Analysts at the four biggest U.S. banks expect rising interest rates to drive the American economy into a recession this year, according to The Wall Street Journal.

The U.S. will undergo a “mild recession…not like a normal recession” in the second half of this year, Citigroup CEO Jane Fraser said in a statement quoted by the Financial Times.

Fraser also sees “a softening of economic conditions across the Eurozone” due to “structural challenges.” 

Bank of America and JPMorgan Chases reported higher fourth-quarter earnings based on the higher rates and said consumers are still piling debt onto credit cards.

However, the banks warned they might see those profits shrink: rising interest rates likely will mean the banks must pay higher yields on CDs and savings accounts.

Citigroup’s profit shrank by more than 21 percent due to losses in its investment banking division. Wells Fargo took a charge related to a regulatory settlement that cut its profit in half, compared to 2021’s final quarter.

Collectively, the four banks set aside $2.8 billion in reserves in last year’s final quarter to cover loans that may go bad if the economy turns down, the WSJ said. JPMorgan accounted for $1.4 billion of the new reserve.

Higher rates already have pushed the housing market into recession.

Wells Fargo, once the nation’s largest mortgage originator, saw the value of new home loans dive from $48 billion in 2021 to $15 billion last year, the lowest value since 2006.

JPMorgan’s mortgage originations plunged to $7 billion from $42 billion a year earlier, the bank’s worst mark since 2004.

The uncertainty over a recession’s likelihood and severity helped make 2022 the worst year for U.S. stock indexes since 2008. Equity markets gave up 20 percent of their value and bonds lost 14 percent.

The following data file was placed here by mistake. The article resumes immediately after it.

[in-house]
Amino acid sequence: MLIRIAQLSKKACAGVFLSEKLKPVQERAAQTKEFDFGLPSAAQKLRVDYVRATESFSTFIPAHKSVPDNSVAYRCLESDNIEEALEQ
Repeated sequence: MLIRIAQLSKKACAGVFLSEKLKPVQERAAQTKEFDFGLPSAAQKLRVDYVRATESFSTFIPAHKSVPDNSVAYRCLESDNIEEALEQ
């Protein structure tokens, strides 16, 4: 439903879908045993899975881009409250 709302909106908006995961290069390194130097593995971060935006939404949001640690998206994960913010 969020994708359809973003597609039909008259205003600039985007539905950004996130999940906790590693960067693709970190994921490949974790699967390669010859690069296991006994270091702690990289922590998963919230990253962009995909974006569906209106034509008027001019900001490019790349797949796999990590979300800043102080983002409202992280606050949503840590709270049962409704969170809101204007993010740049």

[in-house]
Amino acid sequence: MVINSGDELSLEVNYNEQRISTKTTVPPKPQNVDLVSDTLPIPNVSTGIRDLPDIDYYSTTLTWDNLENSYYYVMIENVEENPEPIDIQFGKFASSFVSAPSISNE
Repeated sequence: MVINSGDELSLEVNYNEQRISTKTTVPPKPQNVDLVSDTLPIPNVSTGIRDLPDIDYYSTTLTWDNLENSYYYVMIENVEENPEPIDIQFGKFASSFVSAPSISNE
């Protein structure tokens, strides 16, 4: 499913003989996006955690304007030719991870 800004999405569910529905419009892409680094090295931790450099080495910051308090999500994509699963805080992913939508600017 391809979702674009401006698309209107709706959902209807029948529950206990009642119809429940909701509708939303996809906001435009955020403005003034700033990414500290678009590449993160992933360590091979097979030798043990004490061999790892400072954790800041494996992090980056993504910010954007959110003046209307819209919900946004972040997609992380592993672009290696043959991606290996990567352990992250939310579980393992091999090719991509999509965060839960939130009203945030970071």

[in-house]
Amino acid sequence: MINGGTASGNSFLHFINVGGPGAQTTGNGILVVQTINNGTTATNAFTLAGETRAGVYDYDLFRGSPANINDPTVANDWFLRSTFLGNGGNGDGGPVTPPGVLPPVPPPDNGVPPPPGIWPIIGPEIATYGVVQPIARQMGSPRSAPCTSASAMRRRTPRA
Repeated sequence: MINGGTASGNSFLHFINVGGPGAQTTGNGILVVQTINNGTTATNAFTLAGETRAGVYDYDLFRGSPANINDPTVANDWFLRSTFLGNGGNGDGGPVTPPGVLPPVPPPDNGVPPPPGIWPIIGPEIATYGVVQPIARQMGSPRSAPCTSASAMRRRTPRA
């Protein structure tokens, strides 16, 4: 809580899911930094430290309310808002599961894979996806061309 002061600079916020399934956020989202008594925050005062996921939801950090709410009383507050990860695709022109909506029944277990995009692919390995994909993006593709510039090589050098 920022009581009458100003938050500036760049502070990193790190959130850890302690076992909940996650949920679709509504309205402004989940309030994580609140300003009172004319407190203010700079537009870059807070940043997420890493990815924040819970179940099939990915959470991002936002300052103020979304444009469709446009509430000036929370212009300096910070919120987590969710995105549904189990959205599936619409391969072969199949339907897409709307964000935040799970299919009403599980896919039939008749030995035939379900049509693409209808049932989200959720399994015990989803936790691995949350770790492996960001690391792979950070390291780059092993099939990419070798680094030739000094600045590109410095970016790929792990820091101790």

Economic uncertainty also erased corporate appetites for mergers and acquisitions: investment banking revenue was cut in half at Bank of America and by 60 percent at JPMorgan.

Private equity firms feel the pain 

Glum markets last year “had a substantial impact…unlike anything we’ve seen for decades,” BlackRock CEO Lawrence Fink wrote in an internal memo, saying last year’s negative environment cut profits and erased $1.4 trillion from the company’s assets.

Goldman Sachs will report earnings this week. Analysts expect to see its profits down by half. Fees from asset management and investment banking have taken a hit and the bank’s new technology and consumer banking unit has vaporized an estimated $3 billion since the beginning of 2020.

TREND FORECAST: We have long forecast a recession would hit the U.S. and much of the world in 2023 as the cheap money schemes dry up and inflation erodes consumer spending. And there are numerous wild cards that will make a bad situation much worse. Leading the charge is the Ukraine War and one of our Top Trends for 2023, “Middle East Meltdown.” 

On the Ukraine War side, we maintain our forecast that the massive U.S./NATO military support of Ukraine will not defeat Russia, but instead, it is making a bad situation worse. Therefore the oil and other commodities relative to Russia and Ukraine that are not being exported to nations will continue to drive inflation higher. Therefore, as wages decline and inflation rises more people will be spending more to buy less, which will push down the Gross Domestic Product of many nations. 

On the Middle East Meltdown front, should a military conflict erupt between Israel/U.S. vs. Iran, oil prices will spike above $130 per barrel… crashing the global economy.

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